President Bill Clinton's Immigration Policy

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  • 0:04 History of Immigration
  • 1:23 Bill Clinton:…
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Instructor: Mary Ruth Sanders Bracy

Mary Ruth teaches college history and has a PhD.

This lesson will discuss President Bill Clinton's immigration policies. During the Clinton administration, the United States took a tough stance on illegal immigration without doing much to reform the legal immigration system.

The History of Immigration

In his 1995 State of the Union speech, President Bill Clinton said, ''We are a nation of immigrants. But we are also a nation of laws.'' So, what did President Clinton do during his time in office to deal with immigration policy? This lesson will answer that question.

The United States is indeed a nation of immigrants, and immigration has been a major theme throughout American history. Each American president has had to address immigration in one form or another.

The Immigration Act of 1882 was the first piece of legislation regulating immigration. Ever since then, the government has passed laws to deal with both types of immigration into the United States: legal and illegal. Legal immigrants work through the established immigration system, while illegal immigrants enter the country in secret.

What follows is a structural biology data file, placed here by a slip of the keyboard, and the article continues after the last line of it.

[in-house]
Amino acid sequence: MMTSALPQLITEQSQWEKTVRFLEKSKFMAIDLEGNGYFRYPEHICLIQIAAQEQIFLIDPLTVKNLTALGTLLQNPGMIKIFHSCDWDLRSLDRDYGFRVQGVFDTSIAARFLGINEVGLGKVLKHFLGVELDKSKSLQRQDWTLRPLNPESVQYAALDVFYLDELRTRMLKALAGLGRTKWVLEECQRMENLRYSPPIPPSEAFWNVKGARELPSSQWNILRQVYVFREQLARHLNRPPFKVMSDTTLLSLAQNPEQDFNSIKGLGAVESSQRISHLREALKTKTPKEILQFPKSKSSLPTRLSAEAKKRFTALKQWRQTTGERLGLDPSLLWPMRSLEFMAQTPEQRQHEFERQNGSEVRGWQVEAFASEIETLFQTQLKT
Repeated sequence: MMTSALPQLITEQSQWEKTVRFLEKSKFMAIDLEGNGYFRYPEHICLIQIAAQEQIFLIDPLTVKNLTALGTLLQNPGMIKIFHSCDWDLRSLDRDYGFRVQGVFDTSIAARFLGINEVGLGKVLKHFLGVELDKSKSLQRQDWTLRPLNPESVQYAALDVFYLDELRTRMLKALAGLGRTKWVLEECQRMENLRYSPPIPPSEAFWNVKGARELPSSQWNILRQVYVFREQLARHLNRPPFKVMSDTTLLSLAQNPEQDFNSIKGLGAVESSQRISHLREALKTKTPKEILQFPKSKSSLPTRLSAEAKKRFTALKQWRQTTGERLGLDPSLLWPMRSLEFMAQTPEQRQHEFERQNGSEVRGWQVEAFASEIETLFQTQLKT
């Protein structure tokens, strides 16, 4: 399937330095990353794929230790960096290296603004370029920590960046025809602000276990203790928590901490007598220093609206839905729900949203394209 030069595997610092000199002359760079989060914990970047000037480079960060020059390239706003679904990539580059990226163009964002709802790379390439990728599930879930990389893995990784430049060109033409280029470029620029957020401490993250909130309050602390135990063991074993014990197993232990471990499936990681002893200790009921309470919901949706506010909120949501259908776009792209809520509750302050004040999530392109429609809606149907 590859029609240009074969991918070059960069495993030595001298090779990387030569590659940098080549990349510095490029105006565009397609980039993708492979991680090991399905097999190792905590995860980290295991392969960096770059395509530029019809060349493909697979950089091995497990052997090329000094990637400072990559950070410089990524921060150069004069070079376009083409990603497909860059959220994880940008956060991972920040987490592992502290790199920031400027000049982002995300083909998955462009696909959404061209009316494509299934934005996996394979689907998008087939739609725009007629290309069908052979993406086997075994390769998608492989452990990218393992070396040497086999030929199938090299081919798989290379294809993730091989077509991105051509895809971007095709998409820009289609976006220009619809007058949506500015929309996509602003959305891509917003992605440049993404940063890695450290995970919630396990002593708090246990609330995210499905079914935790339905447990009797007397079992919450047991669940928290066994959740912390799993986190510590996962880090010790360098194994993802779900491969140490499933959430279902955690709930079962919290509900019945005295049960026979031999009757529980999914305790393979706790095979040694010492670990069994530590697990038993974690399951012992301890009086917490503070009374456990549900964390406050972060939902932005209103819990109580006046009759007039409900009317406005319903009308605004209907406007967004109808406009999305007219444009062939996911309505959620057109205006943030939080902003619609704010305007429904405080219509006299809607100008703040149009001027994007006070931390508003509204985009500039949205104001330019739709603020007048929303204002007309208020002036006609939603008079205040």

The number of illegal immigrants entering the United States increased throughout the twentieth century. By the time President Bill Clinton took office in 1993, it had become a significant issue. As the economy grew, so did the job market, and many immigrants came to the United States looking for work.

The United States Immigration and Naturalization Service estimated that there were more than three million illegal immigrants in the United States as of 1994.

Bill Clinton: Immigration Policy

Most of President Clinton's immigration policies focused on addressing the problems of illegal immigration. Prior to his election, a 1990 law had tried to address some of issues in the legal immigration system, but once Clinton took office, he focused on addressing the public fear of illegal immigration by putting limits on what illegal immigrants could and could not do.

The most important piece of immigration legislation that President Bill Clinton signed was the Illegal Immigration Reform and Immigration Responsibility Act of 1996, which expanded upon the types of offenses for which illegal immigrants could be immediately deported. Previously, most immigrants would not be deported unless they committed a violent crime, such as assault or murder. However, under this new law, illegal immigrants who were caught engaging in even a minor offense could face immediate deportation. This law also expanded immigration enforcement and set harsher penalties for crimes related to immigration. Additionally, immigrants awaiting deportation could be held in jail awaiting trial indefinitely, a provision of the law that the U.S. Supreme Court struck down in 2001. Immigration restrictions could also be found in two other laws passed in 1996. Let's look at each of these laws a little more closely.

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